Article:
The commission, which consists of nearly 20 members – two appointed by the governor, two by the Senate president, two by the speaker of the House, one by the York County Commission and eight by the Supreme Judicial Court – voted unanimously to narrow the field to the seven recommended sites.

Among the seven recommendations, three properties are located in Biddeford, one is on the Biddeford and Arundel town line, partially in each, and the remaining three are in Alfred, Kennebunk and Wells.

The Alfred property, at the intersection of Layman Way and Route 4, is already owned by the county and adjacent to the county jail. Philip Johnston, an architect consultant who presented the information on the sites to the commission, said the county owns 100 acres of land at the site. The commission had determined that a minimum of seven acres is needed for the future courthouse.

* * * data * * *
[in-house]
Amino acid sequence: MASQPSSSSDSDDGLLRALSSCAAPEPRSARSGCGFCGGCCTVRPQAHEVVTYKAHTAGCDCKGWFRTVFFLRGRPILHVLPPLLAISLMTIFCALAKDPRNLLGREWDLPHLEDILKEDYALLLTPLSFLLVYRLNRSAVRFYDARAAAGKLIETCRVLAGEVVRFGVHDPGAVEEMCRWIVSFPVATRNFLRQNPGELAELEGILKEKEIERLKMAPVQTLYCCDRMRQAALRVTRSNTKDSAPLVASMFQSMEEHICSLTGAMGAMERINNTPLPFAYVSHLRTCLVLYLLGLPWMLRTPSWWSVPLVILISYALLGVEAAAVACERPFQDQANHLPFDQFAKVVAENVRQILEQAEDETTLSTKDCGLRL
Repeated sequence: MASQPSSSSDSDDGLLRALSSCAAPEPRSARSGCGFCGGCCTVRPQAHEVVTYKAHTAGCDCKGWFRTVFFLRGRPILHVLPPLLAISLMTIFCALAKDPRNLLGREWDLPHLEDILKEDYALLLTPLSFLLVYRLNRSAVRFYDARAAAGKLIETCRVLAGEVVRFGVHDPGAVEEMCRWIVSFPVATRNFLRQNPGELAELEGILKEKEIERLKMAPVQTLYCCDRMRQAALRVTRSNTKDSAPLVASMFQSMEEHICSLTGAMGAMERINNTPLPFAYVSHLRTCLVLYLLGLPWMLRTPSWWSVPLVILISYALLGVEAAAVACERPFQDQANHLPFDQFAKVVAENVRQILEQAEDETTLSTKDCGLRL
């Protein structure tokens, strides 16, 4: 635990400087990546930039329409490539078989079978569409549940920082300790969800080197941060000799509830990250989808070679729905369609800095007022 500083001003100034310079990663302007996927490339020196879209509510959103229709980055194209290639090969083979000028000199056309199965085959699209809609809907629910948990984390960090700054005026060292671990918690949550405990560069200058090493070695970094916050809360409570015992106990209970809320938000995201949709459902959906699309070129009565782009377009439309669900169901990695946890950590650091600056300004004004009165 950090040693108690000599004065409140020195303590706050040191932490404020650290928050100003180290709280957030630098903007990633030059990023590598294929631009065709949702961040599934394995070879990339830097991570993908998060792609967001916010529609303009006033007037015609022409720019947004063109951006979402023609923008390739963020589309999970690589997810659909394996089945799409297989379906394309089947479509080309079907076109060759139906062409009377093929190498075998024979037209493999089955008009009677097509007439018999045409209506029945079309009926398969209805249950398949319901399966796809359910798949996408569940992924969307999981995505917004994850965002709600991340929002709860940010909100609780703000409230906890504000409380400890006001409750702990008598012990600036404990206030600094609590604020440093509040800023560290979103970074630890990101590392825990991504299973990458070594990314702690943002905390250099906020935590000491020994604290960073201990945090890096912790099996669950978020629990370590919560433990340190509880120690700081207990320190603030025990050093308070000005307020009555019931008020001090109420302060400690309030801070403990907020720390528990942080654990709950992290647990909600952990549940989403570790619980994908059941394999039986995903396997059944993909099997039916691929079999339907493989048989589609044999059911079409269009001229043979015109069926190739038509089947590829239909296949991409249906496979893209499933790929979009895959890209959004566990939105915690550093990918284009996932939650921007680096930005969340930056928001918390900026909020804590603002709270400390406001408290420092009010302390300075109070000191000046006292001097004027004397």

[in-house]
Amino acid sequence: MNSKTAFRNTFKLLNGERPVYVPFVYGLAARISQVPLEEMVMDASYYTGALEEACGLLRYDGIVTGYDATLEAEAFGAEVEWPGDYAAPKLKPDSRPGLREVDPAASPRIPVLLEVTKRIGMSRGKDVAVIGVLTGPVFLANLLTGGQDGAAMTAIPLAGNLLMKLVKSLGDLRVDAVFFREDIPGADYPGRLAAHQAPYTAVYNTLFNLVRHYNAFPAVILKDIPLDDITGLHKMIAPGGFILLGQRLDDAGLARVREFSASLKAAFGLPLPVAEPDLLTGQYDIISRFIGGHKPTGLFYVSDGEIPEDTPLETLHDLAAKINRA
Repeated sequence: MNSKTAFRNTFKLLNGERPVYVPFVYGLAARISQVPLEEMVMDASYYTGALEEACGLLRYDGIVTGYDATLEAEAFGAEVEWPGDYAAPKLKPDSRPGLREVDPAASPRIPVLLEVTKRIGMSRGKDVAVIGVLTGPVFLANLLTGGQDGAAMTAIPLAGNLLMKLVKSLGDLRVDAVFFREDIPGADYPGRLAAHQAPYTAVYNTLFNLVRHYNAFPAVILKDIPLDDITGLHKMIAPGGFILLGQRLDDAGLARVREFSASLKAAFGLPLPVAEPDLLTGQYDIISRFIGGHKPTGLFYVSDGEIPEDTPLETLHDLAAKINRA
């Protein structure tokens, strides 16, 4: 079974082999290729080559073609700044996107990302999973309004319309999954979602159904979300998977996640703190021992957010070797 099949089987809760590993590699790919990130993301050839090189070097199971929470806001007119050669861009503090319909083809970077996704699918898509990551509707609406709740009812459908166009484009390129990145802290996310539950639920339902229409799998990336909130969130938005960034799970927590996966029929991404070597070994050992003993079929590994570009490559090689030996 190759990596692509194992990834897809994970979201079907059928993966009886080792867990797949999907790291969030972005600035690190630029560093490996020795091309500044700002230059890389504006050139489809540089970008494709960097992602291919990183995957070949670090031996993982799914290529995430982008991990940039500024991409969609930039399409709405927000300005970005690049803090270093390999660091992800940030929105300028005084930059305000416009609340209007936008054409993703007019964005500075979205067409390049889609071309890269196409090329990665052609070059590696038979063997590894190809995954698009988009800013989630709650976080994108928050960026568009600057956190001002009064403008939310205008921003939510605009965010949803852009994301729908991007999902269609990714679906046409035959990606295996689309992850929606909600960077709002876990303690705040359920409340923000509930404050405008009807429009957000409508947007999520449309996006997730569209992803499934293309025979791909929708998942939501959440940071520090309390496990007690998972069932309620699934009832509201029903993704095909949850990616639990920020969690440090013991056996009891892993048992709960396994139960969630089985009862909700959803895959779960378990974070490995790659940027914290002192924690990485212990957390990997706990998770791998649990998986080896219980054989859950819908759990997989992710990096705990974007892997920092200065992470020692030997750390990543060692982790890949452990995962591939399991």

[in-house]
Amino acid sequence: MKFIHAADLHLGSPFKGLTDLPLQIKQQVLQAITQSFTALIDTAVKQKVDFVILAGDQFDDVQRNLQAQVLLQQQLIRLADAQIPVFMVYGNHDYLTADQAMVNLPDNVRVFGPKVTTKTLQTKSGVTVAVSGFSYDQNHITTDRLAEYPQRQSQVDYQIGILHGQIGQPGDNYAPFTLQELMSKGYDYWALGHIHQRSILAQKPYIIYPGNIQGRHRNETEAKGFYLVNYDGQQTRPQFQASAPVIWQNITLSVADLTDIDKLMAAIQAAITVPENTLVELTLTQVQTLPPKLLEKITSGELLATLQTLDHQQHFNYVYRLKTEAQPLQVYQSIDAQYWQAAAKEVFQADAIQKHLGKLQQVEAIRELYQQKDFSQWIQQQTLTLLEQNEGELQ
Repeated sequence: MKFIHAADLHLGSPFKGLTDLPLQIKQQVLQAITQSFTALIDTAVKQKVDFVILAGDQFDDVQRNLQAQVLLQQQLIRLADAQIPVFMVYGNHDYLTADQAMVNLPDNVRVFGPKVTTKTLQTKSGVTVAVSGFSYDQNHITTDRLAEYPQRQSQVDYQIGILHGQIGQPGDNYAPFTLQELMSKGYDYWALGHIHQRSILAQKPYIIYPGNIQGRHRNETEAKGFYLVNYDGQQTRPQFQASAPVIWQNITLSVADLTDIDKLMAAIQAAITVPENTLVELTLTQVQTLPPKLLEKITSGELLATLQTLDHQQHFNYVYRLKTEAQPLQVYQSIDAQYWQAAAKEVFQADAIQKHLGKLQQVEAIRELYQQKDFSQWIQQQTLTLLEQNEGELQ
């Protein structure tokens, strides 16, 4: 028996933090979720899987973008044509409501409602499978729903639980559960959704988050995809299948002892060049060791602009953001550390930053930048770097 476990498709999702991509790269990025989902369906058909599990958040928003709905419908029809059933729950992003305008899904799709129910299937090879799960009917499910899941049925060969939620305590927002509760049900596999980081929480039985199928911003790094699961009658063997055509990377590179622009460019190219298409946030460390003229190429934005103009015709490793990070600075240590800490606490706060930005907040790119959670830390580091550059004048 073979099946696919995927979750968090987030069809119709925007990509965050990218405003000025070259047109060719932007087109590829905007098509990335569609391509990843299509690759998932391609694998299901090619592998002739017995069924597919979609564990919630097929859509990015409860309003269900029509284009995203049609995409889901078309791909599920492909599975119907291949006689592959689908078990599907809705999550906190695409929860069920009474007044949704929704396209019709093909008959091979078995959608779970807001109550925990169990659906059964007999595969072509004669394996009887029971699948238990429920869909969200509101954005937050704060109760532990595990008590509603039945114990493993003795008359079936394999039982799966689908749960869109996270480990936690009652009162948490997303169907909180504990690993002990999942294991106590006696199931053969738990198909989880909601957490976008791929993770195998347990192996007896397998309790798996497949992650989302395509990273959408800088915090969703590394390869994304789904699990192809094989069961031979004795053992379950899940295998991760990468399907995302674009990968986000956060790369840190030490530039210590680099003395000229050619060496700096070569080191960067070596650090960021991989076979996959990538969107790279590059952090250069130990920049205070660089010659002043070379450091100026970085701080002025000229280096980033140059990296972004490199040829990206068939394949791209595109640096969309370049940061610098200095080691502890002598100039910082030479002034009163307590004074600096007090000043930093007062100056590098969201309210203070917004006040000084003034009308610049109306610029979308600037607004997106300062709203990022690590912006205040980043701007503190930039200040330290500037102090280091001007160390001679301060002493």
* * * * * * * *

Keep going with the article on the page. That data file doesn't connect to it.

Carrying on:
A parcel of 30 acres at 100 Spencer Drive in Wells, off Route 109, is available for $799,000, Johnston said. A 7-acre parcel in Kennebunk on Alewive Road, owned by Maine Turnpike Authority, could be available for purchase or transfer, he added.

At 1916 Portland Road in Arundel, 200 acres of land within both Biddeford and Arundel could be available, and divided into a smaller portion, but Johnston said there was no purchase price included with the proposal and more information is needed. A Biddeford property at the intersection of Alfred and Andrews roads, which could be sold as a parcel as small as seven acres or as large as 15 acres, is available for $1.75 million to $2.5 million depending on the acreage, Johnston said. The site is on Alfred Road, west of Target and east of Bob’s Auto Sales.